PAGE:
Many people here leave home without worrying about a break- in and leave personal belongings unattended without fear of theft.
Singapore has a worldwide reputation for being safe and latest police figures suggest the situation is improving further.
The crime rate - the number of cases per 100,000 people - has been falling consistently since 2005, reaching a 29-year low of 581 last year. This is a dramatic drop from 1,373 in 1992.
Mid-year figures released last month also showed a decrease in most common types of crime.
Housebreaking, commercial offences, theft and miscellaneous crimes, such as vandalism, all dropped. The cases of harassment and unlicensed moneylending have also fallen significantly over the last three years. However, there were slight increases in crimes against people, extortion and robbery.
Experts point to several major factors keeping crime rates down.
In recent years, the police have tried to improve their interaction with the community, particularly with their Community Policing System (Cops), which involves officers going out more frequently in more casual uniforms and using bicycles.
Chairman of the Parliamentary Committee for Home Affairs and Law Hri Kumar Nair cites the idea, introduced last year, as having made police "more in tune with the community".
He added: "Their presence is felt better, creating a deterrent effect."
Under the Cops scheme, police will install security cameras in lift landings and multi-storey carparks of 10,000 HDB blocks by 2016. More commercial tenants and home owners are also installing them.
National University of Singapore sociologist Paulin Straughan said people could be taking better preventive measures. "For example, with regards to thefts, it could be that we now learn to better safeguard private property."
Mr Leong Hin Chong, sales director of security systems firm Stanley Black and Decker, said he has seen a 20 to 30 per cent increase in sales year on year, thanks to low prices and technological advancement.
As well as protecting against crime, residents are doing their bit to solve it. Police say about 40 per cent of major crimes are solved with public help.
Programmes like Citizens on Patrol also supplement the police. There are currently more than 600 such neighbourhood groups island-wide.
Mr Lionel de Souza, a former cop and a crime prevention ambassador for the National Crime Prevention Council (NCPC) of nine years, said: "Singaporeans have become more civic-minded, also providing a form of deterrence.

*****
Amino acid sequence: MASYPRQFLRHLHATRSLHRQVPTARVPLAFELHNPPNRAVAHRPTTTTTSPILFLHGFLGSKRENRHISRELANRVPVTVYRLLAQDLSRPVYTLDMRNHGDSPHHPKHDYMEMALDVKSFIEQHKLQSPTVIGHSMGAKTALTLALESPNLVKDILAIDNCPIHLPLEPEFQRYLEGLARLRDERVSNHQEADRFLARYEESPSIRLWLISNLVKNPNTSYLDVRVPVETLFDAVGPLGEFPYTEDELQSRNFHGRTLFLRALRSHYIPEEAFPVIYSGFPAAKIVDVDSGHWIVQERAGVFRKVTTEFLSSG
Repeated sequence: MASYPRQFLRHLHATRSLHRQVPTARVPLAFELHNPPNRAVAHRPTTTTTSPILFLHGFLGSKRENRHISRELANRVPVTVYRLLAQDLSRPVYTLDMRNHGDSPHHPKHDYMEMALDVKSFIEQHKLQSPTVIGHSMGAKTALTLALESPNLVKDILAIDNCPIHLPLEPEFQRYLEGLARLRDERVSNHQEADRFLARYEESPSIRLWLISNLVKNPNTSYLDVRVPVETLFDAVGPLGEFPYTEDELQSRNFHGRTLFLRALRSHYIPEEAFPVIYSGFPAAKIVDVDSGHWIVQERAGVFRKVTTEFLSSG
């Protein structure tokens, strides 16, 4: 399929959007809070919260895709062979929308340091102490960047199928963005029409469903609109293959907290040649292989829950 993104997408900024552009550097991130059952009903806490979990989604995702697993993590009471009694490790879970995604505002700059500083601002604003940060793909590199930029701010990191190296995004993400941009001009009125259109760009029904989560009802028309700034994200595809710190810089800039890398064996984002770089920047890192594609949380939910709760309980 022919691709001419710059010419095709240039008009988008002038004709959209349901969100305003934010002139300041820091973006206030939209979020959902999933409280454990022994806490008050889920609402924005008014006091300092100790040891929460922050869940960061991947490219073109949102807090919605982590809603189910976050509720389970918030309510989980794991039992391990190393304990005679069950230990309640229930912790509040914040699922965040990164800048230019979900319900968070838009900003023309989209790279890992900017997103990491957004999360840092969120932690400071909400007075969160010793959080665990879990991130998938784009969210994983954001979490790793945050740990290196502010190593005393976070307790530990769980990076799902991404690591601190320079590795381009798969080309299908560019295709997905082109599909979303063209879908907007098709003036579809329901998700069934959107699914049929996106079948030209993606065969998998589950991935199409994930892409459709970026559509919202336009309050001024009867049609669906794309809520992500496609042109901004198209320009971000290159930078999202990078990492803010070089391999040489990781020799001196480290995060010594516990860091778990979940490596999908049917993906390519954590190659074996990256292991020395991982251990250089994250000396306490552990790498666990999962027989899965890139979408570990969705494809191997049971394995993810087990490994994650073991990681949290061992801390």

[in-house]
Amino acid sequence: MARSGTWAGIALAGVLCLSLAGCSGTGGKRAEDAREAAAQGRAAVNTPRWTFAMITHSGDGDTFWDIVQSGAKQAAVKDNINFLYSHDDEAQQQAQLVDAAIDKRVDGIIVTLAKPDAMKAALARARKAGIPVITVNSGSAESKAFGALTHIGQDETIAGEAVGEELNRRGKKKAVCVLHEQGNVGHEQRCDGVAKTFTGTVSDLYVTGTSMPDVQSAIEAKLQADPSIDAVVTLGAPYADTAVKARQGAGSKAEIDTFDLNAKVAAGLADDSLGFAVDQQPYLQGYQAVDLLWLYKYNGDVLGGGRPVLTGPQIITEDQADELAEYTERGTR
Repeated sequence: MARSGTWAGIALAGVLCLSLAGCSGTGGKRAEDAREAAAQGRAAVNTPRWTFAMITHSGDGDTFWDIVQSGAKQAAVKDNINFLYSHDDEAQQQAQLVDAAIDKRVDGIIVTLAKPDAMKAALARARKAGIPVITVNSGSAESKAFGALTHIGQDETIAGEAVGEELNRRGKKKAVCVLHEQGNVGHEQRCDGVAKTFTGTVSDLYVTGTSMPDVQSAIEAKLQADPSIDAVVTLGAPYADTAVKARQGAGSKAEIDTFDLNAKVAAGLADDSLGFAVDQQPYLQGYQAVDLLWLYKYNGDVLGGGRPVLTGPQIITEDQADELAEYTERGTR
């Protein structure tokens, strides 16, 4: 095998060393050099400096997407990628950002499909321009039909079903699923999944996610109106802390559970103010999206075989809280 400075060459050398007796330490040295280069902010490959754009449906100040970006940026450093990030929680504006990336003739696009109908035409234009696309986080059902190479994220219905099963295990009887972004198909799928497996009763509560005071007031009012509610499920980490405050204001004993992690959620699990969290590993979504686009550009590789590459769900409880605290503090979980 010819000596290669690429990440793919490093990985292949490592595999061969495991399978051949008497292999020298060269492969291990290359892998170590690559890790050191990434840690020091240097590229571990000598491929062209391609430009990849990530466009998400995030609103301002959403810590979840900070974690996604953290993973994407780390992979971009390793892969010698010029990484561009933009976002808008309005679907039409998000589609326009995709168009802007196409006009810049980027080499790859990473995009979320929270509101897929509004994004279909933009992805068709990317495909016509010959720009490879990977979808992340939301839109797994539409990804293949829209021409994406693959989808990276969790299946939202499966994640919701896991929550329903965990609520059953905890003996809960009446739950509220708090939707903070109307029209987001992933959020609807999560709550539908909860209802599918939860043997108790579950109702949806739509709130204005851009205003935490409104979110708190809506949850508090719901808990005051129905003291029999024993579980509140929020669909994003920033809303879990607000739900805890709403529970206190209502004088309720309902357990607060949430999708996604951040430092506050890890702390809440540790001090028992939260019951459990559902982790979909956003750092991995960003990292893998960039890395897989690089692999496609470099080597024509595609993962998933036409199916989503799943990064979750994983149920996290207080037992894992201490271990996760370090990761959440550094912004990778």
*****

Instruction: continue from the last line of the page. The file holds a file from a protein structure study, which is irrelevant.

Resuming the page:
"Criminals may find it harder to do something and get away with it because more people are willing to jump in and help."
Vulnerable groups like the elderly are learning not to fall prey to scams while measures have also been put in place to try to prevent criminals from succumbing again.
Lawyers point to a more compassionate sentencing system introduced in 2010, which moved away from the "one size fits all" approach and placed more emphasis on individual circumstances.
Mr Amolat Singh said giving second chances may have made some offenders grateful, and allowed them to change.
"When fewer of these less serious criminals are being sent to jail, the chances of them meeting more hardcore criminals decrease," the lawyer explained, adding that a good rehabilitative system inside prisons also provides an environment for released inmates not to re-offend.
Latest available Prison Service figures released this year back this up, showing falling recidivism rates - involving people who commit an offence again within two years of their release from prison.
The NCPC, working with the police, also runs publicity and education schemes designed to keep crime down.
A police spokesman said: "Despite the downward trend in crime statistics, we are keeping a close watch over the overall crime situation.
Police will take all perpetrators of crimes to task and ensure they are prosecuted under our laws."